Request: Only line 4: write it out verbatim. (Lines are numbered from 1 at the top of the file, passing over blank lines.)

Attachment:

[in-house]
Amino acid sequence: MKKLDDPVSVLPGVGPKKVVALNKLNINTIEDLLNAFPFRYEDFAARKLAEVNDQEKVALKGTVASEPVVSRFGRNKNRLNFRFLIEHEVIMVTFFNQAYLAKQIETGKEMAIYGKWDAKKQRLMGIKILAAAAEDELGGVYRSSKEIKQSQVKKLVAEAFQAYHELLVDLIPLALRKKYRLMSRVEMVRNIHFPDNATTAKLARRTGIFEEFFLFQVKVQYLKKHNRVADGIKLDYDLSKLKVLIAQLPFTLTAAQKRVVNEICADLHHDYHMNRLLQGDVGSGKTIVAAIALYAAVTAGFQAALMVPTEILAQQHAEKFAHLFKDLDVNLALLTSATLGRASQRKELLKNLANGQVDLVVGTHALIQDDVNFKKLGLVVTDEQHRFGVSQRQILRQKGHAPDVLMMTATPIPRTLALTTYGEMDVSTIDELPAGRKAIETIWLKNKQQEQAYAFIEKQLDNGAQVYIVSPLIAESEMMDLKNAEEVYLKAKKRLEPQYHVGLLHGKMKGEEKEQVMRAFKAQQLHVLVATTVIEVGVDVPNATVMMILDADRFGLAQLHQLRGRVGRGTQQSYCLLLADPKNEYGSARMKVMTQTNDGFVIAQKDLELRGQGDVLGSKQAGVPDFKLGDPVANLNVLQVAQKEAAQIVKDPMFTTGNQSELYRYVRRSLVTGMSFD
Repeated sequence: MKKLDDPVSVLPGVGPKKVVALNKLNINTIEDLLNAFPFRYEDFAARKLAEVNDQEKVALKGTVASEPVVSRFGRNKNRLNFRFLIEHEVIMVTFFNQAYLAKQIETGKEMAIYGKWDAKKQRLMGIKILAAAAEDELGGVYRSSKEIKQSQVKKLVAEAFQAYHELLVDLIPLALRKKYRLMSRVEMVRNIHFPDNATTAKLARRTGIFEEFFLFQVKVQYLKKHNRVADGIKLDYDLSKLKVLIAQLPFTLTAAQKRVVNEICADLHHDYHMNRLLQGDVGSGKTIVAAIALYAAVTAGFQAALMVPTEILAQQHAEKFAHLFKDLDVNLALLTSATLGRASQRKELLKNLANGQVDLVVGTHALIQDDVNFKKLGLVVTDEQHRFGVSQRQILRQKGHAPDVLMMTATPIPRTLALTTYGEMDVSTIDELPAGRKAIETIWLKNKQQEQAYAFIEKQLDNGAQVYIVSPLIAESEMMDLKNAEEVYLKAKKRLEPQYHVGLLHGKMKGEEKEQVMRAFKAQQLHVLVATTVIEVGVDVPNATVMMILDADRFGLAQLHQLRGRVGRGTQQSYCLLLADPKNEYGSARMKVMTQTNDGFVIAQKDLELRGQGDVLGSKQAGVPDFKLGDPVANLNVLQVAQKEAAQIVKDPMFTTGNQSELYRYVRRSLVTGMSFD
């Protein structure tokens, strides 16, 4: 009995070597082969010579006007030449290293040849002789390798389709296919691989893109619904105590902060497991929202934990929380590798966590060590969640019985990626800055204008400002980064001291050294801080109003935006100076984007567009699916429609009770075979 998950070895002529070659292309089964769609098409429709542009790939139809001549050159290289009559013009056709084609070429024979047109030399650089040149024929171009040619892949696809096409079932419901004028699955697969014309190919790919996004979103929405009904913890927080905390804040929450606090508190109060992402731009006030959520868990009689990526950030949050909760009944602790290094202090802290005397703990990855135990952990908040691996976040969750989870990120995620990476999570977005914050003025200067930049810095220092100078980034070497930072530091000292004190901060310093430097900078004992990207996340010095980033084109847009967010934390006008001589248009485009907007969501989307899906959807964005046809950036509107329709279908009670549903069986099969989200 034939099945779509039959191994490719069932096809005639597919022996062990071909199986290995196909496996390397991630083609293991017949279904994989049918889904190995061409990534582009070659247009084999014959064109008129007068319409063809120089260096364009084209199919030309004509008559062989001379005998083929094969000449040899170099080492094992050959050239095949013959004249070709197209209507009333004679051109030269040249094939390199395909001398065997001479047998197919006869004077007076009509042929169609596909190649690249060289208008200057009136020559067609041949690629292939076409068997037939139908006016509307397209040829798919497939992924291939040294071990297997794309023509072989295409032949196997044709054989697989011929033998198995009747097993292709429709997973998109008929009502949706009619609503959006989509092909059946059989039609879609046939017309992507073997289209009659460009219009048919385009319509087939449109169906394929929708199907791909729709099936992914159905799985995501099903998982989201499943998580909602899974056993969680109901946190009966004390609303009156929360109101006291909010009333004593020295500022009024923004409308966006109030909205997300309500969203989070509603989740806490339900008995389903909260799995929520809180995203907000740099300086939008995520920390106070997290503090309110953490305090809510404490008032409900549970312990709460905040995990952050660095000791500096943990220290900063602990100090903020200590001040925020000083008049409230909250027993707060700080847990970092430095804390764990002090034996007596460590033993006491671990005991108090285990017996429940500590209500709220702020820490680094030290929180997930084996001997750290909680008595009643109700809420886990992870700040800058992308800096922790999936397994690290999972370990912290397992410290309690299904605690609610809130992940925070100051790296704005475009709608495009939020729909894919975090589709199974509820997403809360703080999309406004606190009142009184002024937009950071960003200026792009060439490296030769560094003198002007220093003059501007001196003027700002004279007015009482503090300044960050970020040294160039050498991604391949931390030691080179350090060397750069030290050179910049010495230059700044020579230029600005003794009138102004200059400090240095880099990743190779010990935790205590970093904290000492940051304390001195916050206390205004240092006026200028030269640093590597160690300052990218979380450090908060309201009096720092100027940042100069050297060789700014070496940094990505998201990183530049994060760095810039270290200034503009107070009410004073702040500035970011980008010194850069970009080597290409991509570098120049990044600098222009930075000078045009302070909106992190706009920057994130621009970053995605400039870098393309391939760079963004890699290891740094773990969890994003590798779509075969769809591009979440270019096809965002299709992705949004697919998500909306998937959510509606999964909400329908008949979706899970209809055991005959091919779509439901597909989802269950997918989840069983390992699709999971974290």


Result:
């Protein structure tokens, strides 16, 4: 009995070597082969010579006007030449290293040849002789390798389709296919691989893109619904105590902060497991929202934990929380590798966590060590969640019985990626800055204008400002980064001291050294801080109003935006100076984007567009699916429609009770075979 998950070895002529070659292309089964769609098409429709542009790939139809001549050159290289009559013009056709084609070429024979047109030399650089040149024929171009040619892949696809096409079932419901004028699955697969014309190919790919996004979103929405009904913890927080905390804040929450606090508190109060992402731009006030959520868990009689990526950030949050909760009944602790290094202090802290005397703990990855135990952990908040691996976040969750989870990120995620990476999570977005914050003025200067930049810095220092100078980034070497930072530091000292004190901060310093430097900078004992990207996340010095980033084109847009967010934390006008001589248009485009907007969501989307899906959807964005046809950036509107329709279908009670549903069986099969989200 034939099945779509039959191994490719069932096809005639597919022996062990071909199986290995196909496996390397991630083609293991017949279904994989049918889904190995061409990534582009070659247009084999014959064109008129007068319409063809120089260096364009084209199919030309004509008559062989001379005998083929094969000449040899170099080492094992050959050239095949013959004249070709197209209507009333004679051109030269040249094939390199395909001398065997001479047998197919006869004077007076009509042929169609596909190649690249060289208008200057009136020559067609041949690629292939076409068997037939139908006016509307397209040829798919497939992924291939040294071990297997794309023509072989295409032949196997044709054989697989011929033998198995009747097993292709429709997973998109008929009502949706009619609503959006989509092909059946059989039609879609046939017309992507073997289209009659460009219009048919385009319509087939449109169906394929929708199907791909729709099936992914159905799985995501099903998982989201499943998580909602899974056993969680109901946190009966004390609303009156929360109101006291909010009333004593020295500022009024923004409308966006109030909205997300309500969203989070509603989740806490339900008995389903909260799995929520809180995203907000740099300086939008995520920390106070997290503090309110953490305090809510404490008032409900549970312990709460905040995990952050660095000791500096943990220290900063602990100090903020200590001040925020000083008049409230909250027993707060700080847990970092430095804390764990002090034996007596460590033993006491671990005991108090285990017996429940500590209500709220702020820490680094030290929180997930084996001997750290909680008595009643109700809420886990992870700040800058992308800096922790999936397994690290999972370990912290397992410290309690299904605690609610809130992940925070100051790296704005475009709608495009939020729909894919975090589709199974509820997403809360703080999309406004606190009142009184002024937009950071960003200026792009060439490296030769560094003198002007220093003059501007001196003027700002004279007015009482503090300044960050970020040294160039050498991604391949931390030691080179350090060397750069030290050179910049010495230059700044020579230029600005003794009138102004200059400090240095880099990743190779010990935790205590970093904290000492940051304390001195916050206390205004240092006026200028030269640093590597160690300052990218979380450090908060309201009096720092100027940042100069050297060789700014070496940094990505998201990183530049994060760095810039270290200034503009107070009410004073702040500035970011980008010194850069970009080597290409991509570098120049990044600098222009930075000078045009302070909106992190706009920057994130621009970053995605400039870098393309391939760079963004890699290891740094773990969890994003590798779509075969769809591009979440270019096809965002299709992705949004697919998500909306998937959510509606999964909400329908008949979706899970209809055991005959091919779509439901597909989802269950997918989840069983390992699709999971974290």